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1. You write Christian romance for 3 different publishers. What are some of the similarities and differences for writing across houses? How difficult do you find it to work with different editors?
I started with Tyndale, perhaps one of the most conservative of the CBA houses in terms of language and "romantic" content. This was good training for writing for Steeple Hill/Love Inspired Suspense, who in stretching from the general market into the CBA have become even more UBERconservative than any of the other publishers. I have found Zondervan to be slightly more relaxed than the other two, though they’re still careful not to cross an offensive line.
Steeple Hill, as a division of Harlequin, seems to be more interested in promoting its line of inspirational romance, rather than building an individual author's career—as is the case with Tyndale and Zondervan. I don't mean to say that authorial support isn’t there at Steeple Hill; my editors have all been lovely to work with. Acquisitions and manuscript editing and marketing support is highly professional at Steeple Hill; I would just say that the atmosphere is a bit more distanced simply because of the structure of the company.
I had two manuscript editors at Tyndale—well, besides the renowned acquisitions editor, Anne Goldsmith, who bought seven of my manuscripts and rejected about that many, and Kathy Olson, who I credit for "spotting" me at an RWA conference in Gulf Shores, Alabama, in 1998. They all taught me so much about writing for publication, and I’ll be forever grateful.
Interestingly enough, I found the editing at Steeple Hill to be much more loosey-goosey. Or maybe by then I'd learned how to edit myself—I don't know—in any case, the process seemed fairly painless. All three of my Gatekeeper books went through with only minor revisions, and I have been treated with the utmost in professional courtesy and kindness.
Zondervan's attention to detail in the editorial process is astounding. I was required to move to a whole new level of craft with Fireworks. Each of their books goes through at least four rounds of revisions and edits. Not that I'm Ernest Hemingway or anything, but I've learned so much about characterization and story arcs and tightening prose since Karen Ball and Diane Noble got hold of me. I hope I can continue to improve as a storyteller with each book.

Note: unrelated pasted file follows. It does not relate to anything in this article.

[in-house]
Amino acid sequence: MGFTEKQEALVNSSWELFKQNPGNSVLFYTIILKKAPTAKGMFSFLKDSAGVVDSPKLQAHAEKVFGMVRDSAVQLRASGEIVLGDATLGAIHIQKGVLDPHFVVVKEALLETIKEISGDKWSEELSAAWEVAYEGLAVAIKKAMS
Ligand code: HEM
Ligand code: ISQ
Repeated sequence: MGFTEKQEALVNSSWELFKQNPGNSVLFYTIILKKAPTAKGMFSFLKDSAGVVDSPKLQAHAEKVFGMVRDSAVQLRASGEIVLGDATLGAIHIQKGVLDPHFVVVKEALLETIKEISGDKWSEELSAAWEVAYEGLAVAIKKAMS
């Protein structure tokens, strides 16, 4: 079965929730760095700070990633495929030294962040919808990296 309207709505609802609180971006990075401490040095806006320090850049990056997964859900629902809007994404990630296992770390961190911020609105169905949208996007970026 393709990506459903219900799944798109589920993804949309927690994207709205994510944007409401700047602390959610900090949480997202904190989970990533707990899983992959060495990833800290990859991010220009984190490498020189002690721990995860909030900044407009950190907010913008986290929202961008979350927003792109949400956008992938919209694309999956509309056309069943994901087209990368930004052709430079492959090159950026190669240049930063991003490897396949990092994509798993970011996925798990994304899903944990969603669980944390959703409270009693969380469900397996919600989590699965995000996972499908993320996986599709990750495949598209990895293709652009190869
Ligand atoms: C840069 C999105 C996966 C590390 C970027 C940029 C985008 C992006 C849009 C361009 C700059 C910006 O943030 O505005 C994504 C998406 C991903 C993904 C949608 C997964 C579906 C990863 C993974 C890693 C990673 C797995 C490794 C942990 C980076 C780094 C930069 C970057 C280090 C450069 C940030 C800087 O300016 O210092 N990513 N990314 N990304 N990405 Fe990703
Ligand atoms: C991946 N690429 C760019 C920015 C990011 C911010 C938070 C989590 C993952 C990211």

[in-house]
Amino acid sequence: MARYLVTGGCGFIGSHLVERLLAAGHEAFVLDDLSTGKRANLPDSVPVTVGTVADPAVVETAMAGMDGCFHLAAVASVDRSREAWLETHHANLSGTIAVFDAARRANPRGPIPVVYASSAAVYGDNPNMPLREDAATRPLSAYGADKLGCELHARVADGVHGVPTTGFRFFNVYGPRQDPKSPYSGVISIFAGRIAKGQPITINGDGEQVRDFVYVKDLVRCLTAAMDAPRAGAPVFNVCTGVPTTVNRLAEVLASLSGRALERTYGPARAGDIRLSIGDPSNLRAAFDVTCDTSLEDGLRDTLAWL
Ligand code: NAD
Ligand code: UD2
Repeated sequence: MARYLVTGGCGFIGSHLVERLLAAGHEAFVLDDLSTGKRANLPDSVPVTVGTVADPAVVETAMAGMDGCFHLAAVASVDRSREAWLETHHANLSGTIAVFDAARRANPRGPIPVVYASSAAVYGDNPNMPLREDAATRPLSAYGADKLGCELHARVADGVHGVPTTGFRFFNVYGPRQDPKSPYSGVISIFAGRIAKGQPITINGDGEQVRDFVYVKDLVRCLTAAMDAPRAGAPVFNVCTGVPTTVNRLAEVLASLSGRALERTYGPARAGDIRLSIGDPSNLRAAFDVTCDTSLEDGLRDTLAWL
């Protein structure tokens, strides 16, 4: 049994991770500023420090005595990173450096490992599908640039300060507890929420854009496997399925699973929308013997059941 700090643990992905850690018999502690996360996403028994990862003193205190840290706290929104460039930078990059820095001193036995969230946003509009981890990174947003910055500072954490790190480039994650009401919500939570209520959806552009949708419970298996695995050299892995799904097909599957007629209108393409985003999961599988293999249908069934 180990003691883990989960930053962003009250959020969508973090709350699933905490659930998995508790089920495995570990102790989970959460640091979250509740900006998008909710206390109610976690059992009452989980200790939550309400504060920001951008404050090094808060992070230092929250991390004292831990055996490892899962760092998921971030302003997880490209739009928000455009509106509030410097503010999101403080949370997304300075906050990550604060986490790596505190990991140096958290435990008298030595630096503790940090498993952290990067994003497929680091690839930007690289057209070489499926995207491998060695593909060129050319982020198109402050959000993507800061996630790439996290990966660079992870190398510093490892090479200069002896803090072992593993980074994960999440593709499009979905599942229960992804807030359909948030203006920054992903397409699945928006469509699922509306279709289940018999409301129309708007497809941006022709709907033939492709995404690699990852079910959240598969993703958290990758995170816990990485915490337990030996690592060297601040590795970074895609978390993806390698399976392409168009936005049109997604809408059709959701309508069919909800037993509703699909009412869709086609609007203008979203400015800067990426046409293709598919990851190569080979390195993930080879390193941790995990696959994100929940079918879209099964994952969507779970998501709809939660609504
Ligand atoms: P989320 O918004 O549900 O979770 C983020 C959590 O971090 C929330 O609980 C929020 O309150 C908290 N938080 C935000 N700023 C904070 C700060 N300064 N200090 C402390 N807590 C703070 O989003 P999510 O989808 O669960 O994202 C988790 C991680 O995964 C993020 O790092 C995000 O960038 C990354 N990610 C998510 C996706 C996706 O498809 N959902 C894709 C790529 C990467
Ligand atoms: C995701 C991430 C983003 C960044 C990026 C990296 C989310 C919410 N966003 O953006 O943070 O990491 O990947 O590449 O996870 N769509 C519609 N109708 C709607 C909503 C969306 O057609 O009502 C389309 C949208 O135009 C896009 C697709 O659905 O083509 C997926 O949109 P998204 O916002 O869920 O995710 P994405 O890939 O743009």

To answer the question, how difficult is it to work with different editors—well, it’s just different! One thing you learn quickly in the publishing industry is to be flexible. Change is the only constant. What one editor likes will make the next one want to throw up. There’s no sense getting frustrated over stuff like that. You just smile and pray, and if you’re Lenora Worth, you go buy shoes
2. The primary focus of your more recent books seem to contain a measure of suspense. How much background in this genre do you have (either in real life or through reading), and how much more research is involved for these books as opposed to your category romance stories?
Real life? A Southern Baptist pastor's wife who's afraid of birds and roller coasters? Um, yeah. I'm a real thrill junkie. Honestly, I don't know where this stuff comes from. Maybe I just have a vivid imagination. I have read some romantic suspense, but I don't really enjoy the "hard-core" stuff, because I'm easily grossed out. I'll tell you a secret, one of my all-time favorite authors is Max Brand, pulp-western author of the 20's and 30's. That's where I developed a real love for adventure mixed with romance. I have 46 Max Brand westerns in a shelf on the back of my office door. The man could write a romance!
Usually when I include suspense in a book it's because the nature of the story—the journey of the main characters—requires it. My very first novella with Tyndale, "Miracle on Beale Street," has an element of suspense. Miranda's efforts to rescue a teenage street walker get her in major trouble from which the hero must extricate her. It's sort of played for comedy (and romance, of course), but the voodoo madam who goes after the two girls is definitely scary. When I wrote Under Cover of Darkness, the first of the Gatekeeper books, I didn't realize I was writing suspense. I just thought I was writing a romance with a sexy undercover Border Patrol agent (is it okay if I say Jack Torres is sexy?). Then Steeple Hill bought it to help launch the new Love Inspired Suspense line.
Research…baby, it all takes research. Whether you go check things out in person, or schedule interviews, or look it up on the Internet. Nobody can know everything there is to know in order to write a novel. Except Marilyn vos Savant, who is my hero. If I had her brain I'd write a novel a day. Where was I? Oh, yeah. Suspense stories usually require knowledge of law enforcement type things, and I've sat in on my share of workshops and have a load of books and pamphlets and files I refer to as needed. I also have a couple of lawyer friends whom I bug on occasion, plus several expert resources (Border Patrol agents, DEA agents, ATF agents, etc.) who don't mind answering questions. Also, as I said, the Internet is a handy tool, if you don't mind wasting an hour or two hitting dead ends and urban legends.
The last two books I've written have been "straight romances" (meaning, they don't contain an element of suspense—of course all my heroes and heroines are heterosexual
3. Fireworks is set in your home town. What was your favorite part to write? Your most difficult?